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Nigeria lost $550m to cybercrime in 2016 –Report

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Nigeria lost $550m to cybercrime in 2016 –Report

Others lose $345m

Nigeria lost N550 million to cybercrime last year, a report by Kenya-based IT firm, Serianu Limited, has revealed. Also, four other African countries lost $345 million, translating to a total sum of $895 million.

The breakdown of the report shows that Nigeria recorded the highest figure of $550 million, followed by Kenya and Tanzania with $175 million and $85 million respectively.

Ghana and Uganda also recorded $50 million and $35 million respectively.

The study dubbed ‘Achieving Cyber Security Resilience: Enhancing Visibility and Increasing Awareness,’ shows that the loss comprised an indirect loss of $537 million and direct loss of $358 million.

It further revealed that insider threats, which refer to fraud involving information or employee abuse of IT systems and information, are a bigger security threat compared to outsiders for African organisations. Worryingly, the report states that most organisations in Africa are ill-prepared to deal with information security threats.

“This is brought about by lack of sufficient budgets, lack of skilled professionals and lack of visibility within the organisation. Security professionals are struggling to demonstrate business value to senior management because they are providing very technical operational metrics whereas business managers are looking for more businessoriented metrics.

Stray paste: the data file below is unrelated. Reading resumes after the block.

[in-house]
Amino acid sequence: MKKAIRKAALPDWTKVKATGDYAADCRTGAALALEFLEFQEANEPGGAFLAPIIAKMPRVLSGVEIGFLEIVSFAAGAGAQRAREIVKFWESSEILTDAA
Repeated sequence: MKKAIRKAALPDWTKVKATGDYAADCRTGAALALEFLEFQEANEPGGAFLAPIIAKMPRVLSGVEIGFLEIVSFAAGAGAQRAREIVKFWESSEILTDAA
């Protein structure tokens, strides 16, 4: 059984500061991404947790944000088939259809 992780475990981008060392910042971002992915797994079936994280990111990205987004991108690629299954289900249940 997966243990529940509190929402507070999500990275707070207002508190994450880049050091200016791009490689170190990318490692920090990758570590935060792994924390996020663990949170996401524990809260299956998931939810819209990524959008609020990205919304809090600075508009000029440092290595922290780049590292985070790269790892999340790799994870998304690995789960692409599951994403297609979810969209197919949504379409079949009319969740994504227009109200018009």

Lack of practical regulatory guidance from industry regulators and government is leading to poorly implemented and unenforceable security controls since they are not local focused, but rather copied and pasted regulations,” the report stated.

It is also reported that ICT security expenditure in African countries is estimated to grow from approximately $1.24 billion in 2015 to $3.6 billion in 2020.

To achieve this, the report recommended that African countries need to harden their infrastructure and services to enhance the resilience of the underlying foundation and combat information security threats.

“African countries need to enhance the security competencies of technology users and ICT security practitioners.

This will ensure that there is greater adoption of essential security practices among technology users and ensure that ICT security practitioners have adequate knowledge and capability in managing ICT security risks.

Given the borderless nature of cyber threats, it is important for African countries to continue working closely with international counterparts and also encourage cross-border collaboration within the continent,” the study stated.

It is reported that many private and public companies in the countries are not security conscious, thereby making them susceptible to cyber-attacks.

As part of efforts to combat the menace, the Federal Government introduced certain measures such as the Nigerian Cybercrimes Bill, which has since become law.

The law provides for the prohibition, prevention, detection, response, investigation and prosecution of cybercrimes and for other related matters.

This is not the first attempt at anticybercrime legislation. The efforts to legislate against cybercrime date back, at least six years, when Nigerians wishing to conduct meaningful business online faced a host of challenges.

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